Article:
As my cab pulls in front of The Standard East Village, I see Berlin-based Kin Dee’s chef and owner Dalad Kambhu; smiling widely walking next to her mother, who has just flown in from Bangkok to see her. That evening the young Thai chef had been honored as one of Bulgari’s Iconic Women of Design and had cooked an intimate dinner for the event. The timing is doubly important because of Kambhu’s recent one Michelin star for Kin Dee, which is just over two years old. Humbled by the recognition, Kambhu recounts her first important lesson that she learned upon moving to New York over thirteen years ago. Her first restaurant experience led her to understand that you show how you care for people through your meal. Since then, she garnered a well-rounded, non-traditional education at various kitchens, restaurants, and through artist friends around the city, and, after a decade, took a leap of faith right into Berlin’s burgeoning fine dining scene by opening a contemporary Thai restaurant with longtime friend and artist, Rirkrit Tiravanija. The common thread you will find in all of Kambhu’s experiences represents her to the core–a demonstration of genuine care and a lightness of touch, from the food to her engagement with those whom she serves.
Picking up the meat carefully and bringing it to her nose, she confirms, “U.S. meat always smells differently.”
It’s no surprise then to discover that the guest chef had decided to cook curry as her off-site staff meal of choice for the The Standard, East Village. She explains that curry is something that she likes to eat often, and this is how she plans for her own restaurant, asking herself, “what would I like to eat?” For her staff meals, the requirements are slightly different than the dishes she serves to her guests. The staff meal needs to be easier to make, but nonetheless homier (and perhaps even spicier), while not letting anything go to waste. It’s also a time for the staff and her to experiment new dishes and share feedback. She mentions that for one of last year’s staff meals, they ordered two kilos of clams to try out a new dish that involved salting them with chili paste and Thai basil–they will be adding this dish to Kin Dee’s menu next month. While some restaurants serve their staff by reheating frozen foods to save time, Kambhu stands by her position of feeding her staff with quality food twice a day. “We don’t need to make something ultra nice or luxurious, but if we are going to eat it, we have to make it good to eat,” she explains.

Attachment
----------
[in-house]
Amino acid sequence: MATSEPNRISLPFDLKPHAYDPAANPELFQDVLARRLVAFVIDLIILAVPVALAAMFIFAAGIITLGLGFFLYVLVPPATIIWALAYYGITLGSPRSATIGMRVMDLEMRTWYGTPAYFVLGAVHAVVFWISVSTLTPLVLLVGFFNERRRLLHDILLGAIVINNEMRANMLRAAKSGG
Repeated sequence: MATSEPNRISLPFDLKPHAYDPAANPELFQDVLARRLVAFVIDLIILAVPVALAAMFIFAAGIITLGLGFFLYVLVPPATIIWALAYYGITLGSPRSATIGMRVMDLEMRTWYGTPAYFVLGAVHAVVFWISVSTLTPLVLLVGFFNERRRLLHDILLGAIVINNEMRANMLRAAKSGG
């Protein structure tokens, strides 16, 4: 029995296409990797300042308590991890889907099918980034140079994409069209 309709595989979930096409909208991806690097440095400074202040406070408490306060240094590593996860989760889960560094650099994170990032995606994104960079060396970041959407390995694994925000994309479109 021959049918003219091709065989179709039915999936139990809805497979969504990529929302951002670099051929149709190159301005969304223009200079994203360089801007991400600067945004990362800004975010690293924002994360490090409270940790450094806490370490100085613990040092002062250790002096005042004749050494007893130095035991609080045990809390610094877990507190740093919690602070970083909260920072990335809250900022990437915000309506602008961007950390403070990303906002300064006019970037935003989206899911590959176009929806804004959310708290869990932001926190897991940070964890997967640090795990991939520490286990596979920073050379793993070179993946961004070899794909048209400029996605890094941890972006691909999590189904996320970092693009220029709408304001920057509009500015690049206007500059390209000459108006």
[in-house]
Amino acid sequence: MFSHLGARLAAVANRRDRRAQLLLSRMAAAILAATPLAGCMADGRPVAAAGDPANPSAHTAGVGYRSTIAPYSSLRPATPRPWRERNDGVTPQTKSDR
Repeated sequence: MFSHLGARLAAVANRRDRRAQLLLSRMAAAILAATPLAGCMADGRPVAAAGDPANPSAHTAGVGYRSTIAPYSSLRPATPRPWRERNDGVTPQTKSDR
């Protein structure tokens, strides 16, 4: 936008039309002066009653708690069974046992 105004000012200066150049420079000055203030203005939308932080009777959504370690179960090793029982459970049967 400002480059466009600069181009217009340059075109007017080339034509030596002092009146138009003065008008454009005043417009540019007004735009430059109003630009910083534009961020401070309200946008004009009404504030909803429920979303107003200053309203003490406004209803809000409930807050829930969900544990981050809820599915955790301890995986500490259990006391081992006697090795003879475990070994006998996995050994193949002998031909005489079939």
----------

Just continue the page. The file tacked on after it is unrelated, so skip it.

"I always try to remember that diversity is something you need to check yourself. I make sure that my staff isn’t all privileged people."
In Berlin, Kambhu is also an active member of the Feminist Food Club, where women in hospitality meet to discuss topics and offer support for each other. “Feminism should be intersectional,” she explains. Noting the rare Michelin star awarding to a female Asian chef in Germany, she adds, “the only thing I wish had been different was that, unfortunately, I was the only woman who received a Michelin star, and I hope there will be five of us standing there next year.” She hasn’t had time to celebrate her Michelin star, though, and instead delved straight into how to keep it for the next ten months. Her plans include giving more opportunities to women of color, refugees, and people who have just moved to the city. “I always try to remember that diversity is something you need to check yourself. I make sure that my staff isn’t all privileged people,” said Kambhu. “I think a great role model is chef Angela Dimayuga [creative director of food and culture at The Standard]. She’s so awesome and she put in her time when she was a chef [at Mission Chinese]. The girl can cook, and she isn’t just taking glamorous photos. If you want to be a good chef, you’ve got to put in the hours. What I want to tell women is; do the hard work first, put in your integrity, and own it fully. Own your accomplishments, but also your mistakes. I try to own it every day,” concludes Kambhu as her beef dissolves into warm, tender shreds in coconut milk.
Is there a soundtrack to your kitchen?
I always open hip hop. Old school ones–from Tupac to a bit of Snoop Dogg. I grew up with it. Or I put on random jazz.
If you were a food, what food what you be?
I would be a Thai dipping sauce–the one that is really spicy and with a very strong paste flavor or fish sauce. I can be dipped by fresh vegetables and eaten with rice. And not everyone can handle me.